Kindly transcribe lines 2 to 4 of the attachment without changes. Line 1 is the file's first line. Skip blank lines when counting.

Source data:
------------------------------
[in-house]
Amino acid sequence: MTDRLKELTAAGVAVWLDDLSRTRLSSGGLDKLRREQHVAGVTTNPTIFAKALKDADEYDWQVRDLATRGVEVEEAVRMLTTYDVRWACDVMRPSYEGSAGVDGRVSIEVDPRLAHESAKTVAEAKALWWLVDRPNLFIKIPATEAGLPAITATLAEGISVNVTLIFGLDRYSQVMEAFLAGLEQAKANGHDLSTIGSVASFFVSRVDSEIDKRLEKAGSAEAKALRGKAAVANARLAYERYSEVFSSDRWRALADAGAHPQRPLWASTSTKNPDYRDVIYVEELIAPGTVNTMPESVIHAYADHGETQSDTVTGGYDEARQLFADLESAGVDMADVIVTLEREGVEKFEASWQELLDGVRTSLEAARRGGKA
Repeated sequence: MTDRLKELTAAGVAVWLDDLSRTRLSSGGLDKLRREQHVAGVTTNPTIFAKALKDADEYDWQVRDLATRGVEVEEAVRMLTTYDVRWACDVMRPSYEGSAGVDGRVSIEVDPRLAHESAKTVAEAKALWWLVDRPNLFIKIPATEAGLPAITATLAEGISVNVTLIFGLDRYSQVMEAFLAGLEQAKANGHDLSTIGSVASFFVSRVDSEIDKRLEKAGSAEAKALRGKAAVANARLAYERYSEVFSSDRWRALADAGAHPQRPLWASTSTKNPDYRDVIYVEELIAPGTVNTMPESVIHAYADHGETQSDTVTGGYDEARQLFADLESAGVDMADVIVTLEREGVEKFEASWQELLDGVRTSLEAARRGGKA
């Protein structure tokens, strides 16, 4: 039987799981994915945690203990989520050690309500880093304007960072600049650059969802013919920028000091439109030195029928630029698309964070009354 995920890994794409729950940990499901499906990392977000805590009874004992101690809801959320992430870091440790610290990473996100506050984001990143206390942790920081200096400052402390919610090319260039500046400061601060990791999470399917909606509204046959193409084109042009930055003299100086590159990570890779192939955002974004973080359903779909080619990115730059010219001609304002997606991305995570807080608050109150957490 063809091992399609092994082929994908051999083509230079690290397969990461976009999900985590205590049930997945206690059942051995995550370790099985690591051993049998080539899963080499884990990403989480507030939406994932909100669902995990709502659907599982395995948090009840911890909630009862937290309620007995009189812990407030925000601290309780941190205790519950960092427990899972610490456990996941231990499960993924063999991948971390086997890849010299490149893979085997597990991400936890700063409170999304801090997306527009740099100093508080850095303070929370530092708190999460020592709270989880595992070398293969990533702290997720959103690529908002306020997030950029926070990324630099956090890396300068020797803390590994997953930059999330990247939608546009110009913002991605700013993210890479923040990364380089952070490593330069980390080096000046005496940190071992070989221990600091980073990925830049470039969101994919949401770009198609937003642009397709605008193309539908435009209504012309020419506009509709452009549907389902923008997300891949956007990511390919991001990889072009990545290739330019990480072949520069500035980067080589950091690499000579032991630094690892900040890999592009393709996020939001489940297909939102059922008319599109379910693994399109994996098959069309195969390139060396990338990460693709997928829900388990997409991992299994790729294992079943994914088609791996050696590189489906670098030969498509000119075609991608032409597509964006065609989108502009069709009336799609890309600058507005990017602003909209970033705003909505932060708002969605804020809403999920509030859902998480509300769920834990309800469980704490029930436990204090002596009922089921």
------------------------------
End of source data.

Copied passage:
Amino acid sequence: MTDRLKELTAAGVAVWLDDLSRTRLSSGGLDKLRREQHVAGVTTNPTIFAKALKDADEYDWQVRDLATRGVEVEEAVRMLTTYDVRWACDVMRPSYEGSAGVDGRVSIEVDPRLAHESAKTVAEAKALWWLVDRPNLFIKIPATEAGLPAITATLAEGISVNVTLIFGLDRYSQVMEAFLAGLEQAKANGHDLSTIGSVASFFVSRVDSEIDKRLEKAGSAEAKALRGKAAVANARLAYERYSEVFSSDRWRALADAGAHPQRPLWASTSTKNPDYRDVIYVEELIAPGTVNTMPESVIHAYADHGETQSDTVTGGYDEARQLFADLESAGVDMADVIVTLEREGVEKFEASWQELLDGVRTSLEAARRGGKA
Repeated sequence: MTDRLKELTAAGVAVWLDDLSRTRLSSGGLDKLRREQHVAGVTTNPTIFAKALKDADEYDWQVRDLATRGVEVEEAVRMLTTYDVRWACDVMRPSYEGSAGVDGRVSIEVDPRLAHESAKTVAEAKALWWLVDRPNLFIKIPATEAGLPAITATLAEGISVNVTLIFGLDRYSQVMEAFLAGLEQAKANGHDLSTIGSVASFFVSRVDSEIDKRLEKAGSAEAKALRGKAAVANARLAYERYSEVFSSDRWRALADAGAHPQRPLWASTSTKNPDYRDVIYVEELIAPGTVNTMPESVIHAYADHGETQSDTVTGGYDEARQLFADLESAGVDMADVIVTLEREGVEKFEASWQELLDGVRTSLEAARRGGKA
């Protein structure tokens, strides 16, 4: 039987799981994915945690203990989520050690309500880093304007960072600049650059969802013919920028000091439109030195029928630029698309964070009354 995920890994794409729950940990499901499906990392977000805590009874004992101690809801959320992430870091440790610290990473996100506050984001990143206390942790920081200096400052402390919610090319260039500046400061601060990791999470399917909606509204046959193409084109042009930055003299100086590159990570890779192939955002974004973080359903779909080619990115730059010219001609304002997606991305995570807080608050109150957490 063809091992399609092994082929994908051999083509230079690290397969990461976009999900985590205590049930997945206690059942051995995550370790099985690591051993049998080539899963080499884990990403989480507030939406994932909100669902995990709502659907599982395995948090009840911890909630009862937290309620007995009189812990407030925000601290309780941190205790519950960092427990899972610490456990996941231990499960993924063999991948971390086997890849010299490149893979085997597990991400936890700063409170999304801090997306527009740099100093508080850095303070929370530092708190999460020592709270989880595992070398293969990533702290997720959103690529908002306020997030950029926070990324630099956090890396300068020797803390590994997953930059999330990247939608546009110009913002991605700013993210890479923040990364380089952070490593330069980390080096000046005496940190071992070989221990600091980073990925830049470039969101994919949401770009198609937003642009397709605008193309539908435009209504012309020419506009509709452009549907389902923008997300891949956007990511390919991001990889072009990545290739330019990480072949520069500035980067080589950091690499000579032991630094690892900040890999592009393709996020939001489940297909939102059922008319599109379910693994399109994996098959069309195969390139060396990338990460693709997928829900388990997409991992299994790729294992079943994914088609791996050696590189489906670098030969498509000119075609991608032409597509964006065609989108502009069709009336799609890309600058507005990017602003909209970033705003909505932060708002969605804020809403999920509030859902998480509300769920834990309800469980704490029930436990204090002596009922089921």